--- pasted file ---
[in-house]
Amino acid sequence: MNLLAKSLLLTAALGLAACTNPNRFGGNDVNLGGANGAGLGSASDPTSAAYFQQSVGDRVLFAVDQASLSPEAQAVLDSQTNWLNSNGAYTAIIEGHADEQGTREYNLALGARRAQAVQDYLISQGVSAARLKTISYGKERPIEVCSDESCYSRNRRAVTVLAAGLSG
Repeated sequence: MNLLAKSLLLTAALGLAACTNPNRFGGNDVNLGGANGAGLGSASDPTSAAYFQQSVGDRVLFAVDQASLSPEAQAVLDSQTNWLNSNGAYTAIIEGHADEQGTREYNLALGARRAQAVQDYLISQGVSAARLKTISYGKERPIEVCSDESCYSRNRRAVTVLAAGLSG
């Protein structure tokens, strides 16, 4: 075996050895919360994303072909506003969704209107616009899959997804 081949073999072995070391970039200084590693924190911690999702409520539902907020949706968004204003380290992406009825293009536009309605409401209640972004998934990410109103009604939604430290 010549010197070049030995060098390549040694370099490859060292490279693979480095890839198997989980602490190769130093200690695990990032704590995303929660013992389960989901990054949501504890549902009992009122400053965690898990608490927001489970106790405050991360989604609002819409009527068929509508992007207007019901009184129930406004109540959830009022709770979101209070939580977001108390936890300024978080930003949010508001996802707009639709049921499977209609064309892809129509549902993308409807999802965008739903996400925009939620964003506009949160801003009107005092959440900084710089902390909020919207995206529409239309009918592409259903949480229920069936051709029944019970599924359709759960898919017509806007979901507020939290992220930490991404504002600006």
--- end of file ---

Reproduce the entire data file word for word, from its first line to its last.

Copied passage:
[in-house]
Amino acid sequence: MNLLAKSLLLTAALGLAACTNPNRFGGNDVNLGGANGAGLGSASDPTSAAYFQQSVGDRVLFAVDQASLSPEAQAVLDSQTNWLNSNGAYTAIIEGHADEQGTREYNLALGARRAQAVQDYLISQGVSAARLKTISYGKERPIEVCSDESCYSRNRRAVTVLAAGLSG
Repeated sequence: MNLLAKSLLLTAALGLAACTNPNRFGGNDVNLGGANGAGLGSASDPTSAAYFQQSVGDRVLFAVDQASLSPEAQAVLDSQTNWLNSNGAYTAIIEGHADEQGTREYNLALGARRAQAVQDYLISQGVSAARLKTISYGKERPIEVCSDESCYSRNRRAVTVLAAGLSG
């Protein structure tokens, strides 16, 4: 075996050895919360994303072909506003969704209107616009899959997804 081949073999072995070391970039200084590693924190911690999702409520539902907020949706968004204003380290992406009825293009536009309605409401209640972004998934990410109103009604939604430290 010549010197070049030995060098390549040694370099490859060292490279693979480095890839198997989980602490190769130093200690695990990032704590995303929660013992389960989901990054949501504890549902009992009122400053965690898990608490927001489970106790405050991360989604609002819409009527068929509508992007207007019901009184129930406004109540959830009022709770979101209070939580977001108390936890300024978080930003949010508001996802707009639709049921499977209609064309892809129509549902993308409807999802965008739903996400925009939620964003506009949160801003009107005092959440900084710089902390909020919207995206529409239309009918592409259903949480229920069936051709029944019970599924359709759960898919017509806007979901507020939290992220930490991404504002600006």